Since 2012, the highest courts of the US and Australia have delivered five decisions regarding the patentability of particular types of life sciences inventions. On all three occasions, the impact of the US Supreme Court's decision has been to deny patent eligibility; most recently in the Sequenom case in relation to a diagnostic method. In Australia, the High Court has held one class of life sciences invention to be patent eligible, while holding the claimed invention in another case not to be. Sequenom has recently commenced patent infringement proceedings in Australia asserting diagnostic method claims. Will Australian courts reach the same conclusion regarding patentability as the US courts, or will the divergence between US and Australian law regarding patentable subject matter lead to a different outcome?
Mayo and Myriad in the US
As discussed in our earlier article in 2012, the US Supreme Court held in Mayo1 that a method of optimising a therapy based on the relationship between concentrations of metabolites in a patient's blood and the likelihood that a particular drug dosage would be either harmful or ineffective was not patentable.
As also discussed in our earlier articles in 2015, the US Supreme Court held in Myriad2 that "a naturally occurring DNA segment is a product of nature and not patent eligible ..."
In 1997, Oxford University researchers discovered that the cell free fractions of pregnant women's blood (serum and plasma), which had previously been discarded as medical waste, contain cellfree foetal DNA (cffDNA) that can be used to detect foetal genetic characteristics and conditions as well as pregnancy-associated conditions such as pre-eclampsia. Diagnostic methods relating to these discoveries were the subject of patents in a number of countries, including the US and Australia, which were then licensed to Sequenom, Inc (Sequenom).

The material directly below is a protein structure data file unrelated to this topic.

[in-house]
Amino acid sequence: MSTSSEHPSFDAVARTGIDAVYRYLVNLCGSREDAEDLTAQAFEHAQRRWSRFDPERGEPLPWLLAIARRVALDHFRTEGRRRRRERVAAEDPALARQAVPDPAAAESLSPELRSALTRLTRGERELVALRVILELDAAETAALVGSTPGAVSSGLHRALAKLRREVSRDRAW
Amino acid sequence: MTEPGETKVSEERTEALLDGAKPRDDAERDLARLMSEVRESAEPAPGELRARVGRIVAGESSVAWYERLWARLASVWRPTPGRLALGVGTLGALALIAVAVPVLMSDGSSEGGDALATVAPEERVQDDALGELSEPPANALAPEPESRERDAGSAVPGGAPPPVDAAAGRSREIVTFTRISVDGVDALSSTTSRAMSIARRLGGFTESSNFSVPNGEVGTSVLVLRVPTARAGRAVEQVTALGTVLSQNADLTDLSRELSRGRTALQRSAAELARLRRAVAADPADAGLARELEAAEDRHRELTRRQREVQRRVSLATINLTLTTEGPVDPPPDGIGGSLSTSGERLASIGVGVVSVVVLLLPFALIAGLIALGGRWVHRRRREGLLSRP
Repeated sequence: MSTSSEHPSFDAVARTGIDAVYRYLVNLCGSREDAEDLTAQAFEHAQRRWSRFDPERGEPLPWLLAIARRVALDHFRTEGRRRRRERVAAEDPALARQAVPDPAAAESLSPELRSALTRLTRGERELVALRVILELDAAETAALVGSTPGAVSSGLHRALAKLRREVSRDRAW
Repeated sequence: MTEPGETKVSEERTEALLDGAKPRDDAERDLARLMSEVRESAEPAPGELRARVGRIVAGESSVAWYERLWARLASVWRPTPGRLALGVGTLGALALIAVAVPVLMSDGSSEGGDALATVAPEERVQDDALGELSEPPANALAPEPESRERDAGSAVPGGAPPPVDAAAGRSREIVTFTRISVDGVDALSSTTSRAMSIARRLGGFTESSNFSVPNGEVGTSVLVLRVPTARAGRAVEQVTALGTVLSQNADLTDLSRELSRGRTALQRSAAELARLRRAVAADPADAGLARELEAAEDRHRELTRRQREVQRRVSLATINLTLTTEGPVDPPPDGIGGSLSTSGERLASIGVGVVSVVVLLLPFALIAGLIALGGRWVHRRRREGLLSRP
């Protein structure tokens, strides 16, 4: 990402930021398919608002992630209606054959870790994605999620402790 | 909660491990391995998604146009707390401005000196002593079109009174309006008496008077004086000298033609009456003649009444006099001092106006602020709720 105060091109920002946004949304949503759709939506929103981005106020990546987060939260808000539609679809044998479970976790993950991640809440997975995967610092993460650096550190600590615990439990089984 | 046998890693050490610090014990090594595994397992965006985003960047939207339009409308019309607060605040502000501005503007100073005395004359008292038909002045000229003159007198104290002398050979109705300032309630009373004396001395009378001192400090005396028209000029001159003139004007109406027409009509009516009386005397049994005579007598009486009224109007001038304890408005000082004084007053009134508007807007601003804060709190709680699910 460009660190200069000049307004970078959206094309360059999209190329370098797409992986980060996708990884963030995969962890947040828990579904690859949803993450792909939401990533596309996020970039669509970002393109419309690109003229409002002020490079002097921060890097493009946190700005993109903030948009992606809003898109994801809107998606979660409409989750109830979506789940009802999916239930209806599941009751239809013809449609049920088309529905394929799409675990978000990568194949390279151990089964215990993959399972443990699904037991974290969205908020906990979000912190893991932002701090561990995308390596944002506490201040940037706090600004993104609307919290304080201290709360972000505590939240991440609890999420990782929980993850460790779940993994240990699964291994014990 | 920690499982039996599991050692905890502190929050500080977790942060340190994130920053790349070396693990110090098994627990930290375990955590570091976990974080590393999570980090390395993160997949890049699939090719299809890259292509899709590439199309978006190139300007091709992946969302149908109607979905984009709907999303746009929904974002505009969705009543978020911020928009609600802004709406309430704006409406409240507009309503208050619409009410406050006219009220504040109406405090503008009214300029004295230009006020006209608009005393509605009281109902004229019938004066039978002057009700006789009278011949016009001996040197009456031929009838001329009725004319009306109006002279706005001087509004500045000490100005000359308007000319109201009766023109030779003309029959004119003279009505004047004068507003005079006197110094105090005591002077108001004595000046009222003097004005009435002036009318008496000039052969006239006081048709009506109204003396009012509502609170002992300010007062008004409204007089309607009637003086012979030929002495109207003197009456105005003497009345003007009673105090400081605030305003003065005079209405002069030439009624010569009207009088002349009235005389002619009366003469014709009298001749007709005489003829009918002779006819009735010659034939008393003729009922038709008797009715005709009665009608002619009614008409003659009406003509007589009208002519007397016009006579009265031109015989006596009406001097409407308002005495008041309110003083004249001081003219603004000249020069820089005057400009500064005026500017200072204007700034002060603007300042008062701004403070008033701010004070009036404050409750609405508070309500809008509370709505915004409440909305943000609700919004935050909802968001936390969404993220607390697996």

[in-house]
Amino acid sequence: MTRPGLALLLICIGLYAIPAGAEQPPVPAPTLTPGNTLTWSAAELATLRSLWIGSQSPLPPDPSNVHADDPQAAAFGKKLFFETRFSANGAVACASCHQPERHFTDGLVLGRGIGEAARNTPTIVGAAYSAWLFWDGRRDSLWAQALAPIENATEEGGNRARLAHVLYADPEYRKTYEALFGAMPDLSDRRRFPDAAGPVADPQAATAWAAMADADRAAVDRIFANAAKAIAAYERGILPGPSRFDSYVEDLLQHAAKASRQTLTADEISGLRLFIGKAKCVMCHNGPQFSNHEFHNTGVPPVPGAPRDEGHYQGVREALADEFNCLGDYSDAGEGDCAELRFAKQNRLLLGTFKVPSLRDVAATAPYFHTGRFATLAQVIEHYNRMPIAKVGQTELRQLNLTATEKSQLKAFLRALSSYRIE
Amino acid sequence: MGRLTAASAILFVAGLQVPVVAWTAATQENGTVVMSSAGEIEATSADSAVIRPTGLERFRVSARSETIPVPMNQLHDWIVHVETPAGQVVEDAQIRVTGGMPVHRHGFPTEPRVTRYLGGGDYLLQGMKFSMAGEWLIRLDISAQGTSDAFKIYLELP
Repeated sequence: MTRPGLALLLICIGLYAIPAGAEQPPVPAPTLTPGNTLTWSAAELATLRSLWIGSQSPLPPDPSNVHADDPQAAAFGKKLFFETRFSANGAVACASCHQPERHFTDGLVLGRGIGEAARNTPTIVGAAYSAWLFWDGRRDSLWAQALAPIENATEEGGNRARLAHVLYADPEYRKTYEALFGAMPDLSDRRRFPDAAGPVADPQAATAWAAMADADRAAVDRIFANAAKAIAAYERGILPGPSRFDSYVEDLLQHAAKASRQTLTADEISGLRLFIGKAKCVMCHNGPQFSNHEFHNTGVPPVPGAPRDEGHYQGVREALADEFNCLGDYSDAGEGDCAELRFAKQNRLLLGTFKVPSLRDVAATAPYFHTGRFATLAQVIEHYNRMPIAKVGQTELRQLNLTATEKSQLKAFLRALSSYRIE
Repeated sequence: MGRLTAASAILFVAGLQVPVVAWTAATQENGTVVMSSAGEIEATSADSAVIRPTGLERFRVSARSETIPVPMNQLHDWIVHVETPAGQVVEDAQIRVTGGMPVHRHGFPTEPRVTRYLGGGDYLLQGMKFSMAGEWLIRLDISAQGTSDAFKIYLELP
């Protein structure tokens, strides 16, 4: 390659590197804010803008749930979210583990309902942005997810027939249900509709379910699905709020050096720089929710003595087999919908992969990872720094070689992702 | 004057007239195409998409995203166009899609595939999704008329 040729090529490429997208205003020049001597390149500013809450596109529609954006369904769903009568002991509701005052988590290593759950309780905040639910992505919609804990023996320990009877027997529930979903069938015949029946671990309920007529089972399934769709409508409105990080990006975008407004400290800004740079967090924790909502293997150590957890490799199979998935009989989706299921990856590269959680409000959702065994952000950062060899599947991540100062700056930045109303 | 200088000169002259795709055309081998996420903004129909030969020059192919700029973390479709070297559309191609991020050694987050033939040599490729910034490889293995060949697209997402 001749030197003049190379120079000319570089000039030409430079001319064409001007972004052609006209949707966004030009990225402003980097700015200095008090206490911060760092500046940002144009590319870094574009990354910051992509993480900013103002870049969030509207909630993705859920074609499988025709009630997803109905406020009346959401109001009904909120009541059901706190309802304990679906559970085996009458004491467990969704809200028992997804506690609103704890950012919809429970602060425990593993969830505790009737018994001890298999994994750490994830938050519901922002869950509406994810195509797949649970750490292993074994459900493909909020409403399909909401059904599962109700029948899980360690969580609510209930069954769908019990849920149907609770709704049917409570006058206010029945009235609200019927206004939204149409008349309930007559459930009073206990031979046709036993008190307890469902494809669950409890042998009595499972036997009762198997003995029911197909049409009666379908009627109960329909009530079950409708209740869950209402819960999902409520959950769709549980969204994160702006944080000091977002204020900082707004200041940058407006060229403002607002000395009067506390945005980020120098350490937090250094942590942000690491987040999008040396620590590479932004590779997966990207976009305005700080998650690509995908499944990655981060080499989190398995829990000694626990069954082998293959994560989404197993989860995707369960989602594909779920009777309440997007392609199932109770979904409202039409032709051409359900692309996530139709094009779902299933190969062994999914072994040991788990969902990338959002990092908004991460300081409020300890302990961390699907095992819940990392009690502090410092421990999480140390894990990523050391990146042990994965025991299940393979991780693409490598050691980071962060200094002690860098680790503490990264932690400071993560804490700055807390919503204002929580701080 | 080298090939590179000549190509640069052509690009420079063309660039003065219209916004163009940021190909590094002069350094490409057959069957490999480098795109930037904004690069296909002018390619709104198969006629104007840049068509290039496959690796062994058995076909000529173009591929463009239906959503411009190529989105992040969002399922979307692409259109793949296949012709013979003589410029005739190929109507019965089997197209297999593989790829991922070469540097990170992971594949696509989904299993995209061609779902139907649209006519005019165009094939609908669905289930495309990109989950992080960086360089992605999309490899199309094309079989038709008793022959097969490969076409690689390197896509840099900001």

US Sequenom case
As also discussed in our earlier articles in June 2015, in Ariosa Diagnostics, Inc. v. Sequenom, Inc.3 (US Sequenom Decision), the US Court of Appeals for the Federal Circuit (USCAFC) held that the claims-insuit to pre-natal diagnostic methods were patent ineligible because the claimed methods began and ended with a mere natural phenomenon the presence of cffDNA in maternal plasma or serum without any further inventive concept to transform that phenomenon into patenteligible subject matter. The USCAFC held the claims to be invalid despite acknowledging that the discovery represented "a positive and valuable contribution to science".
In December 2015, an en banc panel of the USCAFC denied Sequenom's petition for rehearing and in June 2016, the US Supreme Court denied Sequenom's petition for review, leaving in place the lower courts' finding that the subject matter of the claimed Sequenom invention was patent ineligible. Accordingly, inventions directed to diagnostic or prognostic assays reliant on a method involving a natural principle or relationship are not patent eligible in the US if they lack any further `inventive concept'.
The Australian Myriad case
As discussed in our earlier articles in D'Arcy v Myriad Genetics Inc.4 (Myriad), the High Court of Australia unanimously held that the claims-in-suit of Myriad's patent to isolated nucleic acids coding for mutations or polymorphisms of the BRCA1 gene, associated with susceptibilities to certain breast and ovarian cancers, did not meet the requirements of a `manner of manufacture' within the meaning of the Patents Act 1990 (Cth) (Act) and were therefore not patentable and invalid. The High Court held that, properly characterised in accordance with substance rather than form, the essential element of the claimed invention was the `genetic information' of the nucleotide sequences coding for mutated or polymorphic BRCA1 polypeptides, rather than a class of chemical compounds. Based on this construction, the High Court held that the claims-in-suit were not within the established boundaries of the concept of a `manner of manufacture'.